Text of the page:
It follows that given sovereign debt contagion across the region confidence will erode.  We continue to highlight the threat of a French credit rating downgrade, which we’ve monitored via rising CDS spreads (up +100bps since a low in April), for its impact on the EFSF. Confidence has trended down since February of this year.  We see plenty of downside room to run from here with significant white space (= uncertainty) between now and the late September/early October decision on the terms of the EFSF, which don't include increasing its size from €750B. We think the facility needs to be expanded to at least €2T, a large order given Germany would back the lion’s share of it.


Europe by the Charts - 1. b conf



Bad Boy Berlusconi 

Italy and Spain are two countries in Europe we’re closely watching because 1.) Their economies are far larger than Greece, Ireland and Portugal and present must greater risks from a sovereign and banking perspective, 2.) Should either country need “bailout” assistance the EFSF is underfunded and there’s no indication Trichet wants the ECB to directly take on "more" region-wide balance sheet exposure.  


German yields have come in notably ytd (-79bps), and therefore the country still remains the region’s beacon of stability, while its equity market has been crushed (DAX down -19% in August alone).  Given that Merkel is pumping up against two more State elections (in September) and floundering confidence even among her party, it’s far from a foregone conclusion that Germany will sign any and all blank checks to bailout or support its neighbors. Frankly, we’re worried that the once perceived stronger peer nations (of France and Italy) may be in no shape to contribute to bailing out the region if tipping points are achieved in those countries.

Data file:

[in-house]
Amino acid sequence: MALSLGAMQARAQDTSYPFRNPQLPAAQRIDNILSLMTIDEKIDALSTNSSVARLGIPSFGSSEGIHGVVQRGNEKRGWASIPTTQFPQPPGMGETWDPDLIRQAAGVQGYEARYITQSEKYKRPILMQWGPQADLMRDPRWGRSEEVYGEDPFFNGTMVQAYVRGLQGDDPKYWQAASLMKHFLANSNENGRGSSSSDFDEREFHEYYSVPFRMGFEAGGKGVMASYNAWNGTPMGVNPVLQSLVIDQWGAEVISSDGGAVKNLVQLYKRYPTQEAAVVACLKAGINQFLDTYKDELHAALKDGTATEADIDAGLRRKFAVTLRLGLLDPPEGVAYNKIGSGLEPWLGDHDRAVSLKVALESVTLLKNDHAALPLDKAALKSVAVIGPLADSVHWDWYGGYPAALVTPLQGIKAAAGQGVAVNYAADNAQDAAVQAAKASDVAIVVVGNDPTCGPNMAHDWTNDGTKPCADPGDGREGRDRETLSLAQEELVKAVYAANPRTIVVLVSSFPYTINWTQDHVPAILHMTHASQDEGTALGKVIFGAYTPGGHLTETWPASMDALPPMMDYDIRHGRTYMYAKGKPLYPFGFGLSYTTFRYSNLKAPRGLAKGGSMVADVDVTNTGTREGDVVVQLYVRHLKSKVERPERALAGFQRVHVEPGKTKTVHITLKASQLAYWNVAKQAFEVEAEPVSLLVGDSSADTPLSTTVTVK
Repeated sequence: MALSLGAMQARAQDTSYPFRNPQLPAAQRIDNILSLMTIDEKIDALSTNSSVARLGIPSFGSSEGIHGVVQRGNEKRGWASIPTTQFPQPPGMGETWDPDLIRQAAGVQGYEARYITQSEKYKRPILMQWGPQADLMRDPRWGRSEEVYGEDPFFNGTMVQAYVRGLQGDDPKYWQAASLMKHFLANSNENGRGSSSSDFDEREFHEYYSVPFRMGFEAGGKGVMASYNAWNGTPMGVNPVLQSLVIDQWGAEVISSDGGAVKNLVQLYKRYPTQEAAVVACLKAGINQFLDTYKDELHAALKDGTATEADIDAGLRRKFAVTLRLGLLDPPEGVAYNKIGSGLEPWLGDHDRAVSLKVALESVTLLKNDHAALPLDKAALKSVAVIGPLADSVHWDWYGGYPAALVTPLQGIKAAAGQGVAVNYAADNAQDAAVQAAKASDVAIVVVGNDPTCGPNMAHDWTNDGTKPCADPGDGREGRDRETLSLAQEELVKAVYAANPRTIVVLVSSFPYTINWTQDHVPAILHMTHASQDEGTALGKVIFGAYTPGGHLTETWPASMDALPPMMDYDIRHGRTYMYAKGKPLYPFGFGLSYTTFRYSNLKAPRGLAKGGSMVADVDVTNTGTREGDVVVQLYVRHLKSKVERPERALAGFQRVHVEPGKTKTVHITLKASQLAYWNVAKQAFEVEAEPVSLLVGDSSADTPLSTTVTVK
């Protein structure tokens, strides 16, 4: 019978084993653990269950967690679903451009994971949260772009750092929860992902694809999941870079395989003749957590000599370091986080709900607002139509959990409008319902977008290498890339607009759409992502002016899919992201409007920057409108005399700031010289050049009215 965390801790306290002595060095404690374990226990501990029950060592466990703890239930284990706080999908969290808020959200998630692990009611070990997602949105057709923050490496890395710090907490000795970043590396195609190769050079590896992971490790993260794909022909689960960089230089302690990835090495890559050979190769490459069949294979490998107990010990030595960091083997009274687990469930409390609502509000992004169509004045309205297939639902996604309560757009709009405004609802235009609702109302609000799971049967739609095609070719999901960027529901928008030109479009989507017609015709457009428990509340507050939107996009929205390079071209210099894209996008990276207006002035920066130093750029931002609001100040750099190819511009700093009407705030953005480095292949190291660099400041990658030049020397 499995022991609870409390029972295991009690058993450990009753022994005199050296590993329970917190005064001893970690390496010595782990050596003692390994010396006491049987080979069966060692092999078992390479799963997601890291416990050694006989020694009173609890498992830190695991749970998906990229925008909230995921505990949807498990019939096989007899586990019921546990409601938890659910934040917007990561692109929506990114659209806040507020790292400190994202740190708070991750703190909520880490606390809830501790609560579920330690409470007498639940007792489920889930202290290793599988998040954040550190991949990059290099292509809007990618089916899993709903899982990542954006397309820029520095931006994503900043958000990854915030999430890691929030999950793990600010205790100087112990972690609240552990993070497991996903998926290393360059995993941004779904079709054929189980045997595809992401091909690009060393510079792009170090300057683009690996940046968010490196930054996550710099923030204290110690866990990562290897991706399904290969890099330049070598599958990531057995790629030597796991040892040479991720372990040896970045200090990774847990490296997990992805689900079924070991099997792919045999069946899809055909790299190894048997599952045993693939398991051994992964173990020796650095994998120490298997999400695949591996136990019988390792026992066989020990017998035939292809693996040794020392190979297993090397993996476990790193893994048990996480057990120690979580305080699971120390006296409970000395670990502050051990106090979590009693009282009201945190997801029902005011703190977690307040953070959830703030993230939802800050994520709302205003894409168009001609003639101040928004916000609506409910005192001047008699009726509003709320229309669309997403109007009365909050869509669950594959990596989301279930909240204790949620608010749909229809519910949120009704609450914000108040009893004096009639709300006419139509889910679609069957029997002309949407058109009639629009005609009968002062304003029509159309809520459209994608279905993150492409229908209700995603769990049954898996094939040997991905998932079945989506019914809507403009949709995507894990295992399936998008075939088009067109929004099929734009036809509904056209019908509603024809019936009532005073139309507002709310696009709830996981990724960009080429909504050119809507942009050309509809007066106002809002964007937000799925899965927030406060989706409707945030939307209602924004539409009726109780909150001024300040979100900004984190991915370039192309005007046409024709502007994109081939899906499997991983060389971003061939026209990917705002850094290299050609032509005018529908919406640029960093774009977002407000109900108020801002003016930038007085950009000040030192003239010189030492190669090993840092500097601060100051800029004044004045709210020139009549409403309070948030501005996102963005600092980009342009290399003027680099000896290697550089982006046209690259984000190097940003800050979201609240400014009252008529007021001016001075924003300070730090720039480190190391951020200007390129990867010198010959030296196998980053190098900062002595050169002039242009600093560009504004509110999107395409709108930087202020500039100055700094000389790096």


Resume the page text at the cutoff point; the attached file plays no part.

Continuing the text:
One kink in the chain came on Tuesday when Berlusconi announced that the country’s €45 Billion austerity package will be pruned. The new version removes the Solidarity tax , which placed an additional 5% tax on annual incomes above €90K, and the original proposal to cut €9B in funding to regional and local governments was trimmed by €2B. At a time when fat (debt) is expected to be reduced, pruning the austerity package heightens the risk of investor sentiment turning negative. 


Europe by the Charts - 1. c yields



Swissy Back on the Juice

With the Swiss National Bank (SNB) refraining from announcing further steps to weaken the CHF versus major currencies and today's announcement by the government of an 870 million Franc ($1.1 Billion) economic stimulus package to support tourism and exports (still to be approved by parliament in September), there looks to be more room to run  in the CHF vs the EUR and USD from here, especially as there’s no indication Europe has command of the run-away sovereign debt contagion threats that have plagued the region for the last 18 months.